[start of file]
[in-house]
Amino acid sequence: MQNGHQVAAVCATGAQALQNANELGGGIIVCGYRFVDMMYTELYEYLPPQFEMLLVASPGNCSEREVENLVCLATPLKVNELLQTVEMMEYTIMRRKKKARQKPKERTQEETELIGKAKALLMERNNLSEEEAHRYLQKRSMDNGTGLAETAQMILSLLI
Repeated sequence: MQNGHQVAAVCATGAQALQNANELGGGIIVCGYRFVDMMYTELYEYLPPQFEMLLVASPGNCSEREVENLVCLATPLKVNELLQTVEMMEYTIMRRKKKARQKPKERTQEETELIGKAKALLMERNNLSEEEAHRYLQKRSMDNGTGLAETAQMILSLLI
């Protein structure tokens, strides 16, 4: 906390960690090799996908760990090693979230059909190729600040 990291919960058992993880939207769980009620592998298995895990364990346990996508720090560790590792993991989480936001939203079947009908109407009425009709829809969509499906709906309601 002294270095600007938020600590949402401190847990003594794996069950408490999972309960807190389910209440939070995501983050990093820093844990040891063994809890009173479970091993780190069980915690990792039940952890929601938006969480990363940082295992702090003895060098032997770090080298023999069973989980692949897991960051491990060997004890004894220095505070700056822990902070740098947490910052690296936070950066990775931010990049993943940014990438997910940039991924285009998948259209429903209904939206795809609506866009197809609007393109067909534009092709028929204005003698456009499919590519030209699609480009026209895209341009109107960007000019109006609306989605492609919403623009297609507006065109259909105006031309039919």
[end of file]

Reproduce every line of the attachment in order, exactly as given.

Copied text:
[in-house]
Amino acid sequence: MQNGHQVAAVCATGAQALQNANELGGGIIVCGYRFVDMMYTELYEYLPPQFEMLLVASPGNCSEREVENLVCLATPLKVNELLQTVEMMEYTIMRRKKKARQKPKERTQEETELIGKAKALLMERNNLSEEEAHRYLQKRSMDNGTGLAETAQMILSLLI
Repeated sequence: MQNGHQVAAVCATGAQALQNANELGGGIIVCGYRFVDMMYTELYEYLPPQFEMLLVASPGNCSEREVENLVCLATPLKVNELLQTVEMMEYTIMRRKKKARQKPKERTQEETELIGKAKALLMERNNLSEEEAHRYLQKRSMDNGTGLAETAQMILSLLI
């Protein structure tokens, strides 16, 4: 906390960690090799996908760990090693979230059909190729600040 990291919960058992993880939207769980009620592998298995895990364990346990996508720090560790590792993991989480936001939203079947009908109407009425009709829809969509499906709906309601 002294270095600007938020600590949402401190847990003594794996069950408490999972309960807190389910209440939070995501983050990093820093844990040891063994809890009173479970091993780190069980915690990792039940952890929601938006969480990363940082295992702090003895060098032997770090080298023999069973989980692949897991960051491990060997004890004894220095505070700056822990902070740098947490910052690296936070950066990775931010990049993943940014990438997910940039991924285009998948259209429903209904939206795809609506866009197809609007393109067909534009092709028929204005003698456009499919590519030209699609480009026209895209341009109107960007000019109006609306989605492609919403623009297609507006065109259909105006031309039919």